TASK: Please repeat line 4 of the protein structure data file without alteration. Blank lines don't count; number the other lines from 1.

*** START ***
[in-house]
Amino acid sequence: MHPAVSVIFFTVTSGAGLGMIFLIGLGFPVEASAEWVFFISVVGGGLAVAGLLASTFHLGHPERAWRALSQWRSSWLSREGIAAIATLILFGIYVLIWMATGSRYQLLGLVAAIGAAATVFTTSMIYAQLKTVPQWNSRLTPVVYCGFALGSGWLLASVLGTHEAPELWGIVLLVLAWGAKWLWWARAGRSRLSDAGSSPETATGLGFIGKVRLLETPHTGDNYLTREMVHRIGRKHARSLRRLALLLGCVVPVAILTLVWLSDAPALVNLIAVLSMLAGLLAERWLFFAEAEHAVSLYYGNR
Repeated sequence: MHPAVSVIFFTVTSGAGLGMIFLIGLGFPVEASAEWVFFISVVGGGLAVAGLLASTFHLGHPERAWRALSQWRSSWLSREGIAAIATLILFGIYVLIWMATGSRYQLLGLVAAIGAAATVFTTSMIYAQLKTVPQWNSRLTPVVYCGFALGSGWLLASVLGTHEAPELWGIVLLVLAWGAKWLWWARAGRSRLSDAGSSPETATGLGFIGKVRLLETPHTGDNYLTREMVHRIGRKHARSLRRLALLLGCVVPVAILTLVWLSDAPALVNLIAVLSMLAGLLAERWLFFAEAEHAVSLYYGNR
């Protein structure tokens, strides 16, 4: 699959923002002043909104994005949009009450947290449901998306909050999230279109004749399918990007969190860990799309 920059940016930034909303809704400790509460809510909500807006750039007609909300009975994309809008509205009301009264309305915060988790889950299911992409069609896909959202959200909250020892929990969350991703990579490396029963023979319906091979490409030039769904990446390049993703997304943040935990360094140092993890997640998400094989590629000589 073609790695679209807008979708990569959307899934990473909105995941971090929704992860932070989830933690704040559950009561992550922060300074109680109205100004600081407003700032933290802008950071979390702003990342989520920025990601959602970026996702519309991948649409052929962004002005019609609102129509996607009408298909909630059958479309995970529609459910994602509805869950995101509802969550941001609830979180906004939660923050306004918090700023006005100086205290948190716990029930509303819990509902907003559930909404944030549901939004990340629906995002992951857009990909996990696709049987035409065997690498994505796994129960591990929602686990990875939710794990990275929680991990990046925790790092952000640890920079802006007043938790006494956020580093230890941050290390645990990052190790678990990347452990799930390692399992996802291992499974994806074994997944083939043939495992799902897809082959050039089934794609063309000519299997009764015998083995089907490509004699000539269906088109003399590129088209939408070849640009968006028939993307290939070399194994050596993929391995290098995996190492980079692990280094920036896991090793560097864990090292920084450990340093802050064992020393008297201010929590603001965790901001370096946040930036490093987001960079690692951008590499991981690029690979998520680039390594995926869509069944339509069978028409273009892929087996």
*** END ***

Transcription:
């Protein structure tokens, strides 16, 4: 699959923002002043909104994005949009009450947290449901998306909050999230279109004749399918990007969190860990799309 920059940016930034909303809704400790509460809510909500807006750039007609909300009975994309809008509205009301009264309305915060988790889950299911992409069609896909959202959200909250020892929990969350991703990579490396029963023979319906091979490409030039769904990446390049993703997304943040935990360094140092993890997640998400094989590629000589 073609790695679209807008979708990569959307899934990473909105995941971090929704992860932070989830933690704040559950009561992550922060300074109680109205100004600081407003700032933290802008950071979390702003990342989520920025990601959602970026996702519309991948649409052929962004002005019609609102129509996607009408298909909630059958479309995970529609459910994602509805869950995101509802969550941001609830979180906004939660923050306004918090700023006005100086205290948190716990029930509303819990509902907003559930909404944030549901939004990340629906995002992951857009990909996990696709049987035409065997690498994505796994129960591990929602686990990875939710794990990275929680991990990046925790790092952000640890920079802006007043938790006494956020580093230890941050290390645990990052190790678990990347452990799930390692399992996802291992499974994806074994997944083939043939495992799902897809082959050039089934794609063309000519299997009764015998083995089907490509004699000539269906088109003399590129088209939408070849640009968006028939993307290939070399194994050596993929391995290098995996190492980079692990280094920036896991090793560097864990090292920084450990340093802050064992020393008297201010929590603001965790901001370096946040930036490093987001960079690692951008590499991981690029690979998520680039390594995926869509069944339509069978028409273009892929087996």